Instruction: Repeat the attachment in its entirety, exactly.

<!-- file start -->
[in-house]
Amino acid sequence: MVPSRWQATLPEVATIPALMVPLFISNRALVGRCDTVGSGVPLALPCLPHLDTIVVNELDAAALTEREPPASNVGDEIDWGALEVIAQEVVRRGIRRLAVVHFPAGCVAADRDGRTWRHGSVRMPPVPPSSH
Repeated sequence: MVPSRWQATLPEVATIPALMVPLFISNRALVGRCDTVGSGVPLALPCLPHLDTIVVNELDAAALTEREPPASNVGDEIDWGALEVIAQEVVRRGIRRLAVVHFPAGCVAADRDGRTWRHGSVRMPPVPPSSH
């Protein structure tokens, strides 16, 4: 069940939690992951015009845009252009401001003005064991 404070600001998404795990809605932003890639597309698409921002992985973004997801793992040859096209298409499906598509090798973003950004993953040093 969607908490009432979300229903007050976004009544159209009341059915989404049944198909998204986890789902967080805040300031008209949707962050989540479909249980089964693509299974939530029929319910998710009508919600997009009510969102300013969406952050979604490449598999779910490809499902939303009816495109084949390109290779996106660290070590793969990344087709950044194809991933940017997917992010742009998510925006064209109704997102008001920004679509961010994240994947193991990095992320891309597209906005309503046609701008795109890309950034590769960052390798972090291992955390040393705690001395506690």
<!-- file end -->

[in-house]
Amino acid sequence: MVPSRWQATLPEVATIPALMVPLFISNRALVGRCDTVGSGVPLALPCLPHLDTIVVNELDAAALTEREPPASNVGDEIDWGALEVIAQEVVRRGIRRLAVVHFPAGCVAADRDGRTWRHGSVRMPPVPPSSH
Repeated sequence: MVPSRWQATLPEVATIPALMVPLFISNRALVGRCDTVGSGVPLALPCLPHLDTIVVNELDAAALTEREPPASNVGDEIDWGALEVIAQEVVRRGIRRLAVVHFPAGCVAADRDGRTWRHGSVRMPPVPPSSH
């Protein structure tokens, strides 16, 4: 069940939690992951015009845009252009401001003005064991 404070600001998404795990809605932003890639597309698409921002992985973004997801793992040859096209298409499906598509090798973003950004993953040093 969607908490009432979300229903007050976004009544159209009341059915989404049944198909998204986890789902967080805040300031008209949707962050989540479909249980089964693509299974939530029929319910998710009508919600997009009510969102300013969406952050979604490449598999779910490809499902939303009816495109084949390109290779996106660290070590793969990344087709950044194809991933940017997917992010742009998510925006064209109704997102008001920004679509961010994240994947193991990095992320891309597209906005309503046609701008795109890309950034590769960052390798972090291992955390040393705690001395506690």